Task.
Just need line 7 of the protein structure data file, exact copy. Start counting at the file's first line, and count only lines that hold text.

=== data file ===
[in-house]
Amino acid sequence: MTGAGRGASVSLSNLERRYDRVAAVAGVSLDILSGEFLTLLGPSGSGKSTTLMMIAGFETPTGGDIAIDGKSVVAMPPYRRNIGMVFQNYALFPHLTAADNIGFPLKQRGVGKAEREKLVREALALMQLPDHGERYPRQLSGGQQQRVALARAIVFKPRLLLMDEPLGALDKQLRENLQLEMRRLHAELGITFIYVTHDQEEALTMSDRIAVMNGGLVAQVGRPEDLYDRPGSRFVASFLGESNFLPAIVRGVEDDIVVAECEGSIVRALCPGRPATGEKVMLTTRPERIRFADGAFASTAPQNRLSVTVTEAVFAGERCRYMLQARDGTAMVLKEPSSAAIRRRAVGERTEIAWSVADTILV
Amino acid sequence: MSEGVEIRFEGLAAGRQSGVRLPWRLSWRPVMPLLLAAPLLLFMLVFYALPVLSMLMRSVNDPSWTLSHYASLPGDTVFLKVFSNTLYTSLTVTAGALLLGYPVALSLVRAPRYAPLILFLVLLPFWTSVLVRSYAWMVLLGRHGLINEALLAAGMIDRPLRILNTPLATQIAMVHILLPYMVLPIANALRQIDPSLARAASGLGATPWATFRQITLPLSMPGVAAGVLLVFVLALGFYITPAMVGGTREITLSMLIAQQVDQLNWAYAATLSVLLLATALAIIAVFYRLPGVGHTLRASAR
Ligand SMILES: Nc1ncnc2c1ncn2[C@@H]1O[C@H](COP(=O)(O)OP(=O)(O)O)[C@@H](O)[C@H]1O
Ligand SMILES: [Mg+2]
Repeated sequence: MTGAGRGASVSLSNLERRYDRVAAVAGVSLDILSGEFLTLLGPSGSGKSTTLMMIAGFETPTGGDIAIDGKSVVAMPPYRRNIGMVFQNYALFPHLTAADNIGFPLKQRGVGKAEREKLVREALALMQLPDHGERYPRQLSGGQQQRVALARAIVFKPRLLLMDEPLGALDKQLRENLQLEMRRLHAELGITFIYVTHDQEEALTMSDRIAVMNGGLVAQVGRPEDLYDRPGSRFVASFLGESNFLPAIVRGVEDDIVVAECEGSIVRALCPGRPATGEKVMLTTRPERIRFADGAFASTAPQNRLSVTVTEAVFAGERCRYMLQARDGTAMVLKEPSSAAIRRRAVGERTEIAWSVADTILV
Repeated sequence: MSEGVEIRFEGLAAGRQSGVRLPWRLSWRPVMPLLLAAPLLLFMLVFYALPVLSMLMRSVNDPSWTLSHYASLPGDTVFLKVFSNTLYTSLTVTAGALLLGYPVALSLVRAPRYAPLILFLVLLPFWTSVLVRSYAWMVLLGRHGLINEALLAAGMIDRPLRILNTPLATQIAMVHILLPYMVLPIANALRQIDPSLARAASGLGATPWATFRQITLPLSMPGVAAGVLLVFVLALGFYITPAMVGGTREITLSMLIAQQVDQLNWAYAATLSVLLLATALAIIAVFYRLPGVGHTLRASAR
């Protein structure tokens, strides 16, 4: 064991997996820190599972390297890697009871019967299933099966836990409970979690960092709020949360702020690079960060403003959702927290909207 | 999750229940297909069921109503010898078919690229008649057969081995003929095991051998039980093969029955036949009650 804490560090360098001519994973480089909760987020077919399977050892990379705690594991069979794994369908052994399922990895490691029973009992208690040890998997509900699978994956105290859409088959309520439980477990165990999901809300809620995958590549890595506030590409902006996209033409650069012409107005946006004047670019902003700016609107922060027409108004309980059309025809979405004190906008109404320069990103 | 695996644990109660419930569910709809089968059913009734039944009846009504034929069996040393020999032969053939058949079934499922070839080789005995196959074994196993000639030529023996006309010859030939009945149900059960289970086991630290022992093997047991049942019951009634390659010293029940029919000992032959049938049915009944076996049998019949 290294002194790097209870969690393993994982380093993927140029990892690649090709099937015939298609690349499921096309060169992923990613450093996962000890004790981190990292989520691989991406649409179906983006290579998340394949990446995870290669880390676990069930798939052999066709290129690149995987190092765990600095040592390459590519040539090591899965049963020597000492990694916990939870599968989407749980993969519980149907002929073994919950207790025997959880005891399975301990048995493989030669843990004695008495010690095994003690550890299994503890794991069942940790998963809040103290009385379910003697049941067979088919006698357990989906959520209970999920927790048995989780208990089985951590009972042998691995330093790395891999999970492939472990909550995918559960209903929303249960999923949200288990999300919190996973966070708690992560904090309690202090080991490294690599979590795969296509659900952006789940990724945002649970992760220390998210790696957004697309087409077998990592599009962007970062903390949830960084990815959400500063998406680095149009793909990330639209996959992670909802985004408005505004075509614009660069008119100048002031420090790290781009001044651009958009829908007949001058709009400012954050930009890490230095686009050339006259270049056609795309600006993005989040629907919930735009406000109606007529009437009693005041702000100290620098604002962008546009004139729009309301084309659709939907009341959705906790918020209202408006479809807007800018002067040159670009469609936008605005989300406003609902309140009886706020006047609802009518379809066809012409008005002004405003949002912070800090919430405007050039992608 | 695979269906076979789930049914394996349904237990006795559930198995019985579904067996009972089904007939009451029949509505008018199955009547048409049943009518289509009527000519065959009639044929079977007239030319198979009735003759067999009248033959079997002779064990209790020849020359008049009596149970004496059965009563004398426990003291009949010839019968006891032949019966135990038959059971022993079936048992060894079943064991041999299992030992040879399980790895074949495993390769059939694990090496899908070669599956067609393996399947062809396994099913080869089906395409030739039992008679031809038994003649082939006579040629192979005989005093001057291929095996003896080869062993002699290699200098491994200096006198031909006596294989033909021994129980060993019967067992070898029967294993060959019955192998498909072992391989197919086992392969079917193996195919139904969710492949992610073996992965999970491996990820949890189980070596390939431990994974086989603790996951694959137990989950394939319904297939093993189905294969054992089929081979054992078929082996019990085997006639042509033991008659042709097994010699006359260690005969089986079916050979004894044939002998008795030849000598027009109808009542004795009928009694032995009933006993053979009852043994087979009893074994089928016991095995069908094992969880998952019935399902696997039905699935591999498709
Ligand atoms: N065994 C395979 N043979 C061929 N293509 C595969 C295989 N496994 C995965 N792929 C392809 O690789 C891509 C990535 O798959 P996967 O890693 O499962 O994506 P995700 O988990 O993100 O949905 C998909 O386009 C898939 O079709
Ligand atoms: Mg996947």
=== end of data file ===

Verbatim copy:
Repeated sequence: MSEGVEIRFEGLAAGRQSGVRLPWRLSWRPVMPLLLAAPLLLFMLVFYALPVLSMLMRSVNDPSWTLSHYASLPGDTVFLKVFSNTLYTSLTVTAGALLLGYPVALSLVRAPRYAPLILFLVLLPFWTSVLVRSYAWMVLLGRHGLINEALLAAGMIDRPLRILNTPLATQIAMVHILLPYMVLPIANALRQIDPSLARAASGLGATPWATFRQITLPLSMPGVAAGVLLVFVLALGFYITPAMVGGTREITLSMLIAQQVDQLNWAYAATLSVLLLATALAIIAVFYRLPGVGHTLRASAR